Once you have determined how much you can really spend and are pre-approved you should find a good realtor. Your realtor should listen to your wants and needs carefully. She may make recommendations or explain the market to help you find a home that suits your needs and that you can afford. She should offer several different options. Once you make an offer, your realtor should work to negotiate terms that you are happy. A good way to find a realtor is through the recommendations of friends and colleagues.

Request a Home Inspection

Another important step is a thorough home inspection. This is different from an appraisal. You should pay for the home inspection. The home inspector will look for hidden problems with the home. Through the home inspection, you can learn about any issues that may prevent you from buying the home. This may include mold problems, termites, foundation problems and a bad roof. The inspection can save you thousands in repairs later on. Additionally, you may be able to negotiate a lower price if you know the home needs a new roof.
It helps to have an independent home inspection, separate from the one the homeowners had done. If your realtor is also representing the people you are buying the home from, you may want to find an independent inspector to check things for you. Take the time to find a good home inspector since this can save you a lot of money later one.

Be Patient during Escrow

Once you have bid on your home and the offer accepted you would go into escrow. The escrow holder will work to make sure that all the documents, money and other necessary information is together before you close. Escrow is set up to protect the buyer, the seller, and the lender. It can take time to complete escrow, although the time really depends on circumstances around your purchase. Once everything completed for escrow, you will sign the closing papers. You may or may not sign your mortgage papers at escrow.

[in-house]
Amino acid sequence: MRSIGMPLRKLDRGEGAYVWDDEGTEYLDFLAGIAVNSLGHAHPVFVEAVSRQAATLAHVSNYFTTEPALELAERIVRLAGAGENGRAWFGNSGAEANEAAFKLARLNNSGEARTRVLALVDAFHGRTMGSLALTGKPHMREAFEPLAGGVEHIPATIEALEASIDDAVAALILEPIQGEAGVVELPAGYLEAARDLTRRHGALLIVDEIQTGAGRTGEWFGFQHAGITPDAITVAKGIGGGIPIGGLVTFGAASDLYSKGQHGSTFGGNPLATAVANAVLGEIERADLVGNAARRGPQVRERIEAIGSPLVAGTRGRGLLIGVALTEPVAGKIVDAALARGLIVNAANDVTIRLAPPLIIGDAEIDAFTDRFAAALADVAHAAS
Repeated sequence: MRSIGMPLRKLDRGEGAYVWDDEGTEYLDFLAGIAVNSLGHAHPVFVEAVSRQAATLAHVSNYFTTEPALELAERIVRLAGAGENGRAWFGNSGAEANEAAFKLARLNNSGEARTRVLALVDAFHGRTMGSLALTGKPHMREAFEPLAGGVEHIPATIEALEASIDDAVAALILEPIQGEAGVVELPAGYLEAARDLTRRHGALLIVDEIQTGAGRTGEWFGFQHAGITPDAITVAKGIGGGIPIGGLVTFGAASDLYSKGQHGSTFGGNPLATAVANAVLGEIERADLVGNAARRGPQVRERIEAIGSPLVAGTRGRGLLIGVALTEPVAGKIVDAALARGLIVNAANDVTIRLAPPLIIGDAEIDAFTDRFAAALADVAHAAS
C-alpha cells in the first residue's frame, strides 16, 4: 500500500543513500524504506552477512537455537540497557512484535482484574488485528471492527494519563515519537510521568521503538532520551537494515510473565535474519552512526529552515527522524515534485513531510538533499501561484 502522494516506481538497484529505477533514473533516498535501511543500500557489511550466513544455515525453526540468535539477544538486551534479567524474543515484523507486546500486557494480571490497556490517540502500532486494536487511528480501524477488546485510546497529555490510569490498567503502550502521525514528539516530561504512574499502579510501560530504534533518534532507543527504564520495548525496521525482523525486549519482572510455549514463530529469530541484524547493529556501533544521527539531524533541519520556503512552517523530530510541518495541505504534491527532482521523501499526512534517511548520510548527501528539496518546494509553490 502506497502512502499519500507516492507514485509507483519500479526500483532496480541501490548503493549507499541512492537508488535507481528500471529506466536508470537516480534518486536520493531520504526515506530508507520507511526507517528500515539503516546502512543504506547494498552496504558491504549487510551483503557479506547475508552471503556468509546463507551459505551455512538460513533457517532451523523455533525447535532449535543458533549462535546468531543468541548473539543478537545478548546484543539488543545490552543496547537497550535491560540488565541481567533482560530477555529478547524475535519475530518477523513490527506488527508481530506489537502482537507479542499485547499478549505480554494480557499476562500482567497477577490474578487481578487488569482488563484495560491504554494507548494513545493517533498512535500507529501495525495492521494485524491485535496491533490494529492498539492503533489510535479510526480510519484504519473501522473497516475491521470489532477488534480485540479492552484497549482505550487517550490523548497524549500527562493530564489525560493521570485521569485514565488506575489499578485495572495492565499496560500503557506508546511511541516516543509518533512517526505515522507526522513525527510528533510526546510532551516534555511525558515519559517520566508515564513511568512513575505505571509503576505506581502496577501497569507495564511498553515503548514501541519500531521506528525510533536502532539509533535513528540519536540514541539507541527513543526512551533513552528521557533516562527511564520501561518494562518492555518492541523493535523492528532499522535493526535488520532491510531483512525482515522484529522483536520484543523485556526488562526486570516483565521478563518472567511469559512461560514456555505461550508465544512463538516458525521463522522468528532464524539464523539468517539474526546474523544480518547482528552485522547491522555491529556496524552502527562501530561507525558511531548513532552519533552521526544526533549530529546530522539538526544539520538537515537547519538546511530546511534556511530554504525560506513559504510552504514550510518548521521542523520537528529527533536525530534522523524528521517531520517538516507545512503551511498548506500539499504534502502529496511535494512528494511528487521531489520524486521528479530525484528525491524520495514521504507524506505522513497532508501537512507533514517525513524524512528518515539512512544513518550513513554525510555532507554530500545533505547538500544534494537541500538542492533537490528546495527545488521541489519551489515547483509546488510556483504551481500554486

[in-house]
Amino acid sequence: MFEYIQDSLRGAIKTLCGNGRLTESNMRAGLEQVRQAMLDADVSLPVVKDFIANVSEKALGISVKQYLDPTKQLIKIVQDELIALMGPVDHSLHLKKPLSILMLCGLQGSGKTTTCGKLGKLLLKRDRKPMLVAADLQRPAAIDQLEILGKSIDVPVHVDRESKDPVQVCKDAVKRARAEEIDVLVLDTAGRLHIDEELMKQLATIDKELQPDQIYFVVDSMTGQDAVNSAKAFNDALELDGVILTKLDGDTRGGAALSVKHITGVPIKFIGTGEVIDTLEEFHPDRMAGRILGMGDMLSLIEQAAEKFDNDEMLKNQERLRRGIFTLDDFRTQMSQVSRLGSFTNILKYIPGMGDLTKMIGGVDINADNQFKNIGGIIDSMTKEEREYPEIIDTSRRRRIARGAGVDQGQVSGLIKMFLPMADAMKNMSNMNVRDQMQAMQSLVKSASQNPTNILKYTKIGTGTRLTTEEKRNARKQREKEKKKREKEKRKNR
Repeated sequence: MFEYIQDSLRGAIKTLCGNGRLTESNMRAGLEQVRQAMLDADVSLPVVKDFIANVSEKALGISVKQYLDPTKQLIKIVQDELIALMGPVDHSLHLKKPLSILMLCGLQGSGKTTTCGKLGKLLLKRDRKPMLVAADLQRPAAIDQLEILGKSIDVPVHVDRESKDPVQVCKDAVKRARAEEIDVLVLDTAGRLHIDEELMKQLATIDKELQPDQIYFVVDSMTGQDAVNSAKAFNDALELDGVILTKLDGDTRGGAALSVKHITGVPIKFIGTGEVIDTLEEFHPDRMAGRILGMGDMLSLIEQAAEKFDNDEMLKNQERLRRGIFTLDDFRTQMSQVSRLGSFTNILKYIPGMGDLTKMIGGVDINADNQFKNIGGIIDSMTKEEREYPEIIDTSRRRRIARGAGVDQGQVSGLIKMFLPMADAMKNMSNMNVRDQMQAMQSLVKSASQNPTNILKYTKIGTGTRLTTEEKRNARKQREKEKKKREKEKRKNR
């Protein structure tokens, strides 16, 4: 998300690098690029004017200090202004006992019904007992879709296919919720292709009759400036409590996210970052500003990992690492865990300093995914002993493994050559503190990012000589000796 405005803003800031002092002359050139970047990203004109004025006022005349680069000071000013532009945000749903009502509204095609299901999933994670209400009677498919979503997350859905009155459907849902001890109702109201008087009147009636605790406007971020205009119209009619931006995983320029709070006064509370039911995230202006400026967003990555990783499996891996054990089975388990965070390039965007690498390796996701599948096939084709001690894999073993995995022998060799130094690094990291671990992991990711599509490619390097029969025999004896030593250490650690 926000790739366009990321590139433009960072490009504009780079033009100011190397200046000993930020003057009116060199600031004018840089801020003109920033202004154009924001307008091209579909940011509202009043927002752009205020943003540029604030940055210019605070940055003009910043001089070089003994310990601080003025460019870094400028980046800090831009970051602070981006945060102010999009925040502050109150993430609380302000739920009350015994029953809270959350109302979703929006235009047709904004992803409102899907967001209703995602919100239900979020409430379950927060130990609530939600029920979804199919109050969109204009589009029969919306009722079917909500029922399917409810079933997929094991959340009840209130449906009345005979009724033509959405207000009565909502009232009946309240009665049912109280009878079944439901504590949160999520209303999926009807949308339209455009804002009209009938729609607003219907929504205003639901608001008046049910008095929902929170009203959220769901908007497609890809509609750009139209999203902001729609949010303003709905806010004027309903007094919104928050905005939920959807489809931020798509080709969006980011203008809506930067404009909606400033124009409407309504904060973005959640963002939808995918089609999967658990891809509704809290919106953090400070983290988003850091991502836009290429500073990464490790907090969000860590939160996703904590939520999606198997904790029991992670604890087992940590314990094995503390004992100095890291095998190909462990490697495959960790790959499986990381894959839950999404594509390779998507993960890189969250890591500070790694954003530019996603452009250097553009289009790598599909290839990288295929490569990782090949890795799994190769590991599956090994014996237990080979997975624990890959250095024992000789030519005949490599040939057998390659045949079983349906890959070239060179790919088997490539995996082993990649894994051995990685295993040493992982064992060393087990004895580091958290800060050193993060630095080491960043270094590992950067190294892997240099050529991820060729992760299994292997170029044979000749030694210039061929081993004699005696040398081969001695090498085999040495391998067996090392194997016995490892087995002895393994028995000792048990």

If you do, you can request that the bank send a representative to help you fully understand your loan.

Close and Move In

Once you have closed on your home, it is time to move in. You can paint, unpack and enjoy your new home. Be sure that you change your address with your bank, and other accounts. You can set up your utilities and cancel your old ones as well. This will save you time and money because you will avoid late fees. Some companies will waive installation fees if you transfer your old account to your new address.


1. It is important to realize that you need to include the cost of taxes and homeowner’s insurance into your monthly housing cost. With insurance and taxes, your monthly housing costs should not be more than thirty percent of your monthly salary.

2. Additionally, you should be prepared to pay for all of your closing costs out of pocket. This will save you money over time. If you are finding it difficult to save up for closing costs you may not be ready to purchase a home.

3. Be sure that you can afford your home payments. Do not stretch yourself because you may end up losing your home, which can destroy any good memories you have of your home. If you are not sure you can afford a home, try sticking to a budget with what you expect your home payment will be and put the extra money in savings. This can build your confidence and your savings so you can move forward with the home purchase.

By Miriam Caldwell A freelance writer who specializes in diverse areas of personal finance, including budgeting and finance for beginners since 2005.  Her work has appeared on GOBankingRates and Has appeared on BBC Radio 5.